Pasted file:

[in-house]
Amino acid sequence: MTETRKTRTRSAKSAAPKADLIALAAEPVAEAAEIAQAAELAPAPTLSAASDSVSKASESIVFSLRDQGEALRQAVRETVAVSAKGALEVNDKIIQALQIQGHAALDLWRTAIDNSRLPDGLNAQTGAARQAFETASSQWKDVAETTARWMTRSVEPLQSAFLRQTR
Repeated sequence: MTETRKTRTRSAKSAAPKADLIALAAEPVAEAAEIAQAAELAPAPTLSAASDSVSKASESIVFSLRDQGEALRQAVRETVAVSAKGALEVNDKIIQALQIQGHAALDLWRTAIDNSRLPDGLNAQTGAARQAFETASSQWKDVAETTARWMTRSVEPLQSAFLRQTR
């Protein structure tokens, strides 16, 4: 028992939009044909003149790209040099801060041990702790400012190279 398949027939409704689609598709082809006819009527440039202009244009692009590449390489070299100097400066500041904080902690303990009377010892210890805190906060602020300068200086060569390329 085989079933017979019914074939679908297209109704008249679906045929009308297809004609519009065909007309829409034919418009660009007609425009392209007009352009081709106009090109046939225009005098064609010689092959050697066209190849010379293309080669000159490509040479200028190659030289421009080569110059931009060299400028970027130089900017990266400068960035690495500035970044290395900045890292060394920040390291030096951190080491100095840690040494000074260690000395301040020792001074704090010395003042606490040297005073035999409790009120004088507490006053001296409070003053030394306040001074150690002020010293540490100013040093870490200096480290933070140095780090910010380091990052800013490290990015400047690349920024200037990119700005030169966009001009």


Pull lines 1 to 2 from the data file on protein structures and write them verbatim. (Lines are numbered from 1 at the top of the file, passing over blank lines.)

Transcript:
[in-house]
Amino acid sequence: MTETRKTRTRSAKSAAPKADLIALAAEPVAEAAEIAQAAELAPAPTLSAASDSVSKASESIVFSLRDQGEALRQAVRETVAVSAKGALEVNDKIIQALQIQGHAALDLWRTAIDNSRLPDGLNAQTGAARQAFETASSQWKDVAETTARWMTRSVEPLQSAFLRQTR